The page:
NFB to co-launch global Netflix of documentaries

Jesse Brown on the film board’s latest project

The NFB just gets it.

Today, as the wildly popular Hot Docs festival plays to packed crowds in Toronto, they’ve announced a major new effort: a global subscription-based movie service specializing in “auteur” documentaries, debuting in 2014. No word yet on pricing or who their “prestigious” international partners are, but I’m sold on the idea alone. This is a product strangely absent from the online streaming video marketplace, and it’s awesome to see a Canadian cultural institution seizing that opportunity and leading, instead of waiting to see if some American startup can make a go of it first.

In unveiling the initiative, NFB chair Tom Perlmutter pointed to Canada’s role as “one of the most important world centres for documentary”. This may not be true today, but it was for a long time. The first feature length doc ever produced, Nanook of the North, was a Canadian production, and we’ve made dozens of world-class documentaries since (personal favourites include Comic Book Confidential and Up the Yangtze). But lately we’ve been treating the genre like an ugly stepchild, starving documentary production and eliminating docs from TV airwaves. Documentary, like comedy, is something we can actually do well, and the NFB is doing a very good thing in laying a digital claim on this turf.

The launch follows a prior innovative move from the National Film Board. In 2009, they threw a huge chunk of their archives online for free. Go ahead and watch something now, if you haven’t already. It was both a radical move and one totally in keeping with the ethos of a public cultural institution. After all, Canadians paid for these films, so it seems reasonable that we should be able to easily watch them. Telefilm, the CBC, and others making art with public funds could learn a thing or two here.

The promised documentary service will require a monthly payment.  I have two hopes for this: one is that the pricing is in line with the modern marketplace (a buck or two less than Netflix sounds about right). My second wish is that when the service launches, the NFB won’t take any old docs off of their free NFB.ca service, but will instead add value by offering an expansive international library and by streaming everything in HD.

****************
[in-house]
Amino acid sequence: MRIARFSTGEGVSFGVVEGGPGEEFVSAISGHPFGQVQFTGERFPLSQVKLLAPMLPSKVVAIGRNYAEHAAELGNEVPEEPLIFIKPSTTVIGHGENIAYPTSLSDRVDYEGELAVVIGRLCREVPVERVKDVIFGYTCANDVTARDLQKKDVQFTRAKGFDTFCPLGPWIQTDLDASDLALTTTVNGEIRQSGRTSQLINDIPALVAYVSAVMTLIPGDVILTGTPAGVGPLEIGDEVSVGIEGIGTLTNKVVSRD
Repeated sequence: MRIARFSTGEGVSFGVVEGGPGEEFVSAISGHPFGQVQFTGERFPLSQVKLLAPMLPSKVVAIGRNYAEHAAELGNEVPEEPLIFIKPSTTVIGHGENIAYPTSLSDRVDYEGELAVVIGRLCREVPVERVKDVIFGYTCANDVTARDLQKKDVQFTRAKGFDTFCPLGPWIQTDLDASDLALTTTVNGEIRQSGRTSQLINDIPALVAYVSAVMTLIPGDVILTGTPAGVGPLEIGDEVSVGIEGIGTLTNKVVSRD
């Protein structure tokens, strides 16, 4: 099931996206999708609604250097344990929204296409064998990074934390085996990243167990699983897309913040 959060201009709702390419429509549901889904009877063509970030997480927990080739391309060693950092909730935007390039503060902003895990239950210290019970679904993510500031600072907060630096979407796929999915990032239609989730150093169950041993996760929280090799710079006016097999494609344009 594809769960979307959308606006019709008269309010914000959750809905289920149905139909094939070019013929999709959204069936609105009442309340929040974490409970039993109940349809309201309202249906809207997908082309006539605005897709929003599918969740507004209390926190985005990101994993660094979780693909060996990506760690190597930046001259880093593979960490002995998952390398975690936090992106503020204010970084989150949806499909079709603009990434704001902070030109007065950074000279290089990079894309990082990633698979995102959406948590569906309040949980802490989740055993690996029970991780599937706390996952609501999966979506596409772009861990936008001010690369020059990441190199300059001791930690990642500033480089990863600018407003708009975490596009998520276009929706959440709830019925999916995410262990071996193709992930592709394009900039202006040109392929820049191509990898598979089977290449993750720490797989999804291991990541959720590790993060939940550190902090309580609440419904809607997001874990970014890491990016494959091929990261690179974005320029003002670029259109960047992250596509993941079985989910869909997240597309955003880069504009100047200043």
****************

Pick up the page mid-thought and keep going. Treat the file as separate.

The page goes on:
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NFB to co-launch global Netflix of documentaries

  1. Thanks for the links. It was fun to browse through some of that.What a treasure trove!

    I love the old Donald Brittain stuff. It was a pleasure to see stuff i’d completely forgotten – the marvelous Trudeau/Levesque stand- offs for instance. Sadly it isn’t complete[yet?] Brittain’s seminal doc of the carnage of the Great War was missing, as was his bureaucracy master piece, whose tittle i can’t remember…er, i think it was called, The Bureaucrat, oddly enough? Couldn’t find an obscure aboriginal doc i prize either. Maybe they’ll come? Thanks again.

    • What’s the aboriginal doc you are looking for? I promoted all kinds of docs for a few years for a broadaster, many by, for or about aboriginal peoples, and maybe I can find out where you could access it. I will try if you shoot me the name of it.

      • http://vimeo.com/42146387

        Just dug this up. There’s going to be a gathering of the canoes again in ’14.[ i still recognize people from this some 13 years after i left, cool]

        The original gathering was in 93. There was a marvelous doc [called Qatuwas] made by Barb Cranmer. I’m not even sure NFB did it now, but i think so. Thx for asking.

        • It was NFB, and Barb Cranmer is still producing as far as I know: she did My Big Fat Diet a few years ago, I remember that one. The broadcaster I worked with did not broadcast that one, but suggested you could email Cranmer and see if you can buy a DVD.

          • thx

      • I believe they are indeed. Many thanks.

        I don’t suppose you know where the 1996[?] version of Qatuwas got to as well? :)

  2. “Telefilm, the CBC, and others making art with public funds could learn a thing or two here.” Truth. And that goes for ANY institution using public funds. Our public organizations must start thinking BIG about how to deliver services online. Get creative and entrepreneurial, even. Take new approaches to fulfilling their mandates.

  3. Last year, I found the old Remembrance Day video there — do you remember the one where the young punk robs the old Vet of his medals? I don’t know why they stopped broadcasting that every year, but it is really well done.

  4. Agree about the 2 points in your last paragraph!!! Don’t be surprised if the govt find ways to tax this to death :-/

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